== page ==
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Gregory P. Hill, Hess Corporation - President & COO [39]

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Yes. So I think, as I mentioned in my opening remarks, the cadence of when the vessel will show up and whatnot, we are on schedule to do that. So there are no issues foreseen yet. We are on schedule to get the vessel on location. I think the next key thing to watch is all of the surf activities that really start in the second quarter in Guyana. So those are key activities. But we are -- based on the project, progress to date, we are on schedule to deliver oil in early 2020. Then you'll ramp those wells up over a 4- to 6-month period, so it won't be an instantaneous ramp. The reason for that is you'll bring them on slow just to make sure that you don't have any sand-control issues. So there will -- that will be a ramp of 4 to 6 months, according to the operator.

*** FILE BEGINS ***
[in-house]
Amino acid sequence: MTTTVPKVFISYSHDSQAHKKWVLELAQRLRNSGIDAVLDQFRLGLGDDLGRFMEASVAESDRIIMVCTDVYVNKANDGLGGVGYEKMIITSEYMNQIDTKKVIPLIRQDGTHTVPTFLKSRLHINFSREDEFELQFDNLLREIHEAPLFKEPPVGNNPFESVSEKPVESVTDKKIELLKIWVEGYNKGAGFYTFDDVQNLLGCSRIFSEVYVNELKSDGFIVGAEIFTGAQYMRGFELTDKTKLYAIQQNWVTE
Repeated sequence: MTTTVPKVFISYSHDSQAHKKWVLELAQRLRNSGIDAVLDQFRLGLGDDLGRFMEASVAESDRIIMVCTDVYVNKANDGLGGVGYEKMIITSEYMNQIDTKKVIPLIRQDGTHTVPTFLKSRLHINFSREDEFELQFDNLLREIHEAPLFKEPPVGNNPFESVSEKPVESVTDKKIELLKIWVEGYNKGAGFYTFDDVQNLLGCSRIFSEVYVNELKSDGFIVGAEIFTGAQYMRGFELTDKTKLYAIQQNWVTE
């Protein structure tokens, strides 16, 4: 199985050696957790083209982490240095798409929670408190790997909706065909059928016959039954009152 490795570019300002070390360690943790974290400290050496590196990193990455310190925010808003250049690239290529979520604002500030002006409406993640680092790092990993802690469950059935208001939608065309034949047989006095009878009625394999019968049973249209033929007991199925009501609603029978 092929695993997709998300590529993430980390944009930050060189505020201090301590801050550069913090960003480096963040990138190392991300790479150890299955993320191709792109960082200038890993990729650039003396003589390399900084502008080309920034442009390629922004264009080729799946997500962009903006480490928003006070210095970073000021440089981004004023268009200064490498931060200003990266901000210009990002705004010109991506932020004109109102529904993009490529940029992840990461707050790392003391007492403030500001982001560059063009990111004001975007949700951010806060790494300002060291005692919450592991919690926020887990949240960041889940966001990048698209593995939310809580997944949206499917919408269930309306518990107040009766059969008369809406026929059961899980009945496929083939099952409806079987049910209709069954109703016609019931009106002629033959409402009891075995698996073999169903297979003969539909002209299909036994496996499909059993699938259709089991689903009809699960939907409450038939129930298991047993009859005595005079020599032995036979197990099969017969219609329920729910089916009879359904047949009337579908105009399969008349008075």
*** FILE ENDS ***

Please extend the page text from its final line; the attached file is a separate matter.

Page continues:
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Roger David Read, Wells Fargo Securities, LLC, Research Division - MD & Senior Equity Research Analyst [40]

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Yes, of course, I understand that. And then just one last question on balance sheet flexibility. Obviously, hedged up for this year, the 95,000 barrels. I was curious is there -- and you may have mentioned this, I may have just missed it in the original commentary, but what's been done or could be done for 2020 or what do you envision maybe needing to do for 2020 if the opportunity ahead, $60, would've presented itself again?

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John P. Rielly, Hess Corporation - CFO & Senior VP [41]